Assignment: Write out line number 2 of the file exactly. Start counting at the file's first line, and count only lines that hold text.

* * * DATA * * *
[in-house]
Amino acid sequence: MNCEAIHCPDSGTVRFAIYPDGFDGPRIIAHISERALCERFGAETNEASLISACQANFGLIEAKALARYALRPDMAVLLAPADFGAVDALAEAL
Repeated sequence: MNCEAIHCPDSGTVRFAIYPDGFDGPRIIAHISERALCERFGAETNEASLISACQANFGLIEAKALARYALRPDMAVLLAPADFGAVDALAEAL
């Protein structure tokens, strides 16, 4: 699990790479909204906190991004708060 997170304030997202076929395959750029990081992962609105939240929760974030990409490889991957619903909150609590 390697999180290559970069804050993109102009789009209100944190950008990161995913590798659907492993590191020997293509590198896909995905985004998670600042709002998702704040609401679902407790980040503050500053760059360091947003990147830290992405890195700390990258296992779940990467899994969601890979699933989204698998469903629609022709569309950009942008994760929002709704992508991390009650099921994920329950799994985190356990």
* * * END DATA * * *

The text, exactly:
Amino acid sequence: MNCEAIHCPDSGTVRFAIYPDGFDGPRIIAHISERALCERFGAETNEASLISACQANFGLIEAKALARYALRPDMAVLLAPADFGAVDALAEAL